Realising that retirement isn’t going to happen in some vague, misty future but will be happening SOON has a wonderful way of getting our attention. Knowing that there’s a definite end date for our working life that is galloping quickly towards us means that we can’t procrastinate anymore. We have to get our s**t together NOW. Fear is a great motivator!
We don’t have to provide for the 50 years of retirement like the young whippersnappers in their 20s, 30s and 40s. This means that we need less money to ensure that we’ll be looked after. This makes our front loading task a bit easier. We don’t have to put together thousands of dollars to live off before we can tap our super accounts. I’ll be able to access mine in less than 3 years if I want. I already have enough money put aside to bridge the gap between then and now. Imagine the difficulty of doing that in your twenties when that money has to last 30 years instead of 3?
A huge advantage we have is that by this stage in our lives, we know ourselves pretty darned well. We’re DEFINITELY not starting this race with nothing behind us. We’ve worked through issues, relationships and life stages, we know what we like and what we won’t tolerate and so we don’t have to waste time and money trying things out like the younger folk do as we head into retirement. We’ve more than accumulated some assets such as a house, investment properties and have a chunk of super behind us. Heck, even I had 100k in super and a paid off house when I was 50, and that was after raising those 4 boys on a teacher’s wage!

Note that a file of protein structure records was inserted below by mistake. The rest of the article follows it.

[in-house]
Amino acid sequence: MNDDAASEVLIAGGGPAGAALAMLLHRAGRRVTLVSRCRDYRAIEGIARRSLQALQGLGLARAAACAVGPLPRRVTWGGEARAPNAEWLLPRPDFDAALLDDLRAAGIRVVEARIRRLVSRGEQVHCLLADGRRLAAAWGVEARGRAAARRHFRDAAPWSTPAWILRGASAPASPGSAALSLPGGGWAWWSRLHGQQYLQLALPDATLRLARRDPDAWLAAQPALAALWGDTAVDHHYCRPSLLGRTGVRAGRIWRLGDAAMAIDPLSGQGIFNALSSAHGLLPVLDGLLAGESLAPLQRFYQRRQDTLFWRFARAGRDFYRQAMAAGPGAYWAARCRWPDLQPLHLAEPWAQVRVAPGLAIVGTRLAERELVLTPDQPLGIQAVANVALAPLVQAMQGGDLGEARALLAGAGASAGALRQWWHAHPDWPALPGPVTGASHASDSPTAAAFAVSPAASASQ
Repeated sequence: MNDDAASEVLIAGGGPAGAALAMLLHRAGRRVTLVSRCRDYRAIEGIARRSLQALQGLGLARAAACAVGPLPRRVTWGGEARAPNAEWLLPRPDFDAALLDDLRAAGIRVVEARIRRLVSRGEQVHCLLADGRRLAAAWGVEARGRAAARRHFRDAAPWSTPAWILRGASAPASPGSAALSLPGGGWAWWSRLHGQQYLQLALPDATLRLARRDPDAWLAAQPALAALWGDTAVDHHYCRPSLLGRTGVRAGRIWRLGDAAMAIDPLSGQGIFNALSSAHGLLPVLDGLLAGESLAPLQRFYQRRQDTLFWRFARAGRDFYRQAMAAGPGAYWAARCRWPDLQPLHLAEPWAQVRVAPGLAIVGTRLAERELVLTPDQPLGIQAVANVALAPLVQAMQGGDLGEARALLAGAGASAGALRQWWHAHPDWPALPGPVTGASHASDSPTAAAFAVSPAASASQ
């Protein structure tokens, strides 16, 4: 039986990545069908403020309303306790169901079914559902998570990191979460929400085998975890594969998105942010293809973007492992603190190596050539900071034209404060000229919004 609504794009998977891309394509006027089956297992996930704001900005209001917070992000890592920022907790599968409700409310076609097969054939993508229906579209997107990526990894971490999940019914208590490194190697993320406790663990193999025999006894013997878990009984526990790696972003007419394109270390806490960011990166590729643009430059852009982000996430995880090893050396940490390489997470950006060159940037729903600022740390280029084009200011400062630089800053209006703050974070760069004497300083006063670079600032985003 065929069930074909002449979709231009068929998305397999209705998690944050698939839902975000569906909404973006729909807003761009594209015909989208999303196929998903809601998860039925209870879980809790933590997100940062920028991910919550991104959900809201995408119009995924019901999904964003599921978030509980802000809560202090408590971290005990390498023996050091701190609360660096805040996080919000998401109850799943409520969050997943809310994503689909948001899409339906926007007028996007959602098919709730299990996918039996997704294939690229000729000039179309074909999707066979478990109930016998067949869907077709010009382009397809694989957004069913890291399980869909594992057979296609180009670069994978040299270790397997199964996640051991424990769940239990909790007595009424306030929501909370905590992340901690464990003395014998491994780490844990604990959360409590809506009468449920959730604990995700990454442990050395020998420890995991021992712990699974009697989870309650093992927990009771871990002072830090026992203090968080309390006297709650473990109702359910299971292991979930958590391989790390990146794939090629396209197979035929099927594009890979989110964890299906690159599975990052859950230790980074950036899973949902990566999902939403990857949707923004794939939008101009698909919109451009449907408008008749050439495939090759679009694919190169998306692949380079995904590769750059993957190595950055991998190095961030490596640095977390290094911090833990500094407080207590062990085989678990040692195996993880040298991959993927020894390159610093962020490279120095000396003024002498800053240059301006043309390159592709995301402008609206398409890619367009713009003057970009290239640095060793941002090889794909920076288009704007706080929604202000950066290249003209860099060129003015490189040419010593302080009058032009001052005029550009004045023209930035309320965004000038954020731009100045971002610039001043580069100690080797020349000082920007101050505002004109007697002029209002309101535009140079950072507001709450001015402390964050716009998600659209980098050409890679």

I’m looking forward to seeing how this part time ‘glide to retirement’ will last. Will I enjoy the better work/life balance so much that I delay my full retirement until 60 or beyond? Or will the commute, unnecessary meetings and bureaucracy still annoy me so much that I decide to pull the pin earlier?
A couple of months ago, I pulled a large sum of money from the profits from the share market to start retirement-proofing my house, so I don’t have to do renovations once I’m living totally from my investments. 2020 is the year of watching workmen make my house one that Old Lady Frogdancer will be happy living in for the next 3 decades.
After that – Europe, here I come!!
Thanks, Late Starter Fire for allowing me to appear in this series. I enjoy reading how others have found FIRE in our twilight years as we’re all tottering towards the grave …
I hope we all fulfil our dreams of financial and retirement happiness.
Covid 19 update
I was one of the lucky ones when the Covid pandemic hit. I kept my job, my wage and, being a teacher, we were finally allowed to work from home. Australia clamped down pretty hard right from the get-go, so we haven’t had to deal with the horrifying scenes we’ve seen from Europe, the UK and the US. Touch wood that we never do!
For me, lockdown was a brilliant little window into what life in retirement would be like. When I’m not travelling, I’m a bit of a hermit, so 7 weeks in lockdown was a good chunk of time to see whether I’d get bored.
I LOVED IT. It’s given me the confidence to know that when I decide to pull the pin on teaching, I’ll be happy as a pig in mud.
Back to Latestarterfire
Four boys under 5 and $60 cash in hand at 33 to debt free at 50 to being Financially Independent now and experimenting with ‘glide to retirement’ – what an amazing journey!